“Subversive Media: Materiality and Power posits that the often overlooked component of our visual language - materiality - plays a critical role in the representation of power. The 10 exhibiting artists creatively reconstruct our visual language through the articulation of material, underscoring the agency that compositional elements hold in supporting and disrupting our understanding of power.
Each artist confronts images freighted with reminders of systemic injustice, ranging from the more explicit, like the American flag and Ku Klux Klan hoods, to the seemingly innocuous, such as textbooks and football gear. Not only do the artists reveal the ubiquity and various manifestations of power in our daily lives, but their critical approaches to materiality importantly underline the ways materials contribute to perceptions of power.
With each work, the artists subvert, question, and blur the power evoked from both the image and its formal make-up. One approach, as exemplified by Sandy Williams IV, includes the replacement of media traditionally championed in material culture hierarchies for lesser valued, more malleable materials. Their substitution of bronze for wax in Wax Monuments both dismantles elitist associations to certain materials and dynamizes once “permanent” images of power. Other artists integrate materials and techniques reflective of their identity as a means to reclaim power and presence. Jamal Cyrus uses denim to allude to African American textile traditions and the uniform of Black student civil rights protesters. His denim reconstructions of redacted FBI files on targeted Black activists, in this case Amiri Baraka, not only reclaim the individual’s honor but emphasize Black resiliency. Similarly, Dyani White Hawk, a Sičangu Lakota artist, weaves red ribboned registers in the style of a Sioux Lakota star across a 1929 newspaper that advertised her reservation’s land, crediting Indigenous experiences in American histories.
Present among the works of Sonya Clark, Luis Vasquez La Roche, Tammie Rubin, and LaRissa Rogers are images recalling historical dynamics of authority and oppression still apparent today. Rendering the American flag, Ku Klux Klan hoods, porcelain plates, and contested monuments with materials loaded with symbolism, these artists confront the legacies of colonialism, white supremacy, classicism, as well as labor exploitation of Black and Brown bodies. Clark, for instance, applies white paint like Sherwin Williams’ “Storyteller” to the American flag, punctuating white privilege in the authorship of American history. Whereas Vasquez La Roche builds a monument with Virginian clay bricks bound together by gunpowder, lemon juice, and palm oil - a mixture applied to cover enslaved peoples’ wounds before auction blocks - to pay homage to the Black bodies and invisible labor concealed within the region’s colonial architecture.
Rubin anthropomorphizes cones with menacing glares and traces their surfaces with maps of the Great Migration, routes taken by African Americans fleeing the Jim Crow South. While her conical series allude to the KKK, their porcelain make-up imply their (white) fragility and undermine the cone’s perceived power. Comparatively, Rogers places candied sugar skins of her body on porcelain plates, recalling the 17th-century chinoiserie and sugar pastillages that have been consumed by Euro-Westerners at the expense of Black and Brown laborers and fetishized Asian peoples. Together, the porcelain and sugar call to attention the materials’ common histories in labor and commodification of people of color and their uses as decorative status symbols for Euro-Westerners. As the sugar melts, Rogers disallows the containment of Black and Asian bodies, while the unplugged microphones memorialize once-silenced voices and, through their failure to capture the sugar’s drips, prime a space for transcendence and new genealogies.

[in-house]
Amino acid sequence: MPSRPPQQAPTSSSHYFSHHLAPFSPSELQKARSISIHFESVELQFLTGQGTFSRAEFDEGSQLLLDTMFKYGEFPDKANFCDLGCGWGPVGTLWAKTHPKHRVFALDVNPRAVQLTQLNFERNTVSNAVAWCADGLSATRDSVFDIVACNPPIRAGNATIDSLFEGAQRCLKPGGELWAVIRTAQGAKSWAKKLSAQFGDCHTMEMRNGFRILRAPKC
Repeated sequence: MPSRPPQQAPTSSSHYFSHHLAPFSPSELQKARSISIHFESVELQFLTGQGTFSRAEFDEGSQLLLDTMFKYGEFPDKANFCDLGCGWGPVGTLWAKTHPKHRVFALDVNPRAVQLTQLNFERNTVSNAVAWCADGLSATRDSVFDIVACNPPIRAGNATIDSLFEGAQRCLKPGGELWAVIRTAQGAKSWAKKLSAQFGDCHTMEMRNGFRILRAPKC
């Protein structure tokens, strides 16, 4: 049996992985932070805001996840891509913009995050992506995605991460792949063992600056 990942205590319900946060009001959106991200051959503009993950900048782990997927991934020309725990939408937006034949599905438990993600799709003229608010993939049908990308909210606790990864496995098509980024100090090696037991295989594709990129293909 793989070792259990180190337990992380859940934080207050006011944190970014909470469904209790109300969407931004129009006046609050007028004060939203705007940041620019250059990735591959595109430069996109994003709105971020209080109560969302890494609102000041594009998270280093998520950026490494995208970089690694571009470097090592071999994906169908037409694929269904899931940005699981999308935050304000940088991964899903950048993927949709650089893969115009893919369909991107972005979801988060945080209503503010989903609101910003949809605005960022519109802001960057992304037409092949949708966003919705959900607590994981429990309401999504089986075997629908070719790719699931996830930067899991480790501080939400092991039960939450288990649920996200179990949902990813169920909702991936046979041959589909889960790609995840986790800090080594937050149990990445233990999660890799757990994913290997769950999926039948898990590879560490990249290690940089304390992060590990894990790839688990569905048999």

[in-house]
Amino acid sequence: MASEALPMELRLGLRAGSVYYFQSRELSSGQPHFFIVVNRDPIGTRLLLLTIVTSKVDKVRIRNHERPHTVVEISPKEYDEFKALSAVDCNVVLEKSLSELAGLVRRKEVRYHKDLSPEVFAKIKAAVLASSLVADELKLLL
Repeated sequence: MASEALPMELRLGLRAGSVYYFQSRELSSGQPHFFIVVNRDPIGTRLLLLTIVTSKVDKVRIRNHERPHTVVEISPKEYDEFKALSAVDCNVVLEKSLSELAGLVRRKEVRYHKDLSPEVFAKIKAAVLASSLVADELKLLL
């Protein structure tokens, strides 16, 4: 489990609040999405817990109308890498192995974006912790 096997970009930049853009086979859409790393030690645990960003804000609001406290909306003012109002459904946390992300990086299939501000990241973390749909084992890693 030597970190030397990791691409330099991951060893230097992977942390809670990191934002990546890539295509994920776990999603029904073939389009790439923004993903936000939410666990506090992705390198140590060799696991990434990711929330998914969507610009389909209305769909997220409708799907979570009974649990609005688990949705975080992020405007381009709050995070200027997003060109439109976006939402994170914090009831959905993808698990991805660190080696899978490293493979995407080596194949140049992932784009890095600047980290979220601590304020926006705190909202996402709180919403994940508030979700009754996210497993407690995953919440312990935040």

Incorporating scholarly texts, film stills, and even vinyl from football equipment, Samuel Levi Jones, jc lenochan, and Gail Tremblay abstractly identify the systems of power at play in the worlds of literature, sports, and cinema. Lenochan’s cemented-shut books and chalkboard drawings nod to academia’s exclusionary pedagogies and whitewashed, erased narratives. Jones’s scraps of football gear pay tribute to Colin Kapernick’s BLM protest in the NFL, and more broadly, the physical violence historically experienced by people of color. Tremblay’s film strips woven into Indigenous basket traditions disarm the stereotyped depictions of Indigenous culture in ethnographic movies. Ultimately, the artists of Subversive Media counteract exclusionary notions literally woven into the fabric of our culture and encourage keen reflection on how we perceive our world.
The exhibition was curated by Haley Clouser, independent curator and Curatorial Fellow at deCordova Sculpture Park and Museum.
This exhibition is Season 48 Call for Submissions pick and was organized under the direction of Kristen Chiacchia, Executive Director & Chief Curator of Second Street Gallery. The exhibition is generously sponsored by The Andy Warhol Foundation for the Visual Arts and an Enriching Communities grant from the Charlottesville Area Community Foundation (CACF). Second Street Gallery and Haley Clouser are also grateful to all exhibiting artists as well as the following lenders to the exhibition: Bockley Gallery, Jessica Arb Danial, Froelick Gallery, Galerie Lelong & Co., Lisa Sette Gallery, and Inman Gallery. Second Street Gallery’s exhibition season is supported in part by the Virginia Commission for the Arts, which receives support from the Virginia General Assembly and the National Endowment for the Arts, a federal agency.”
Text by Haley Clouser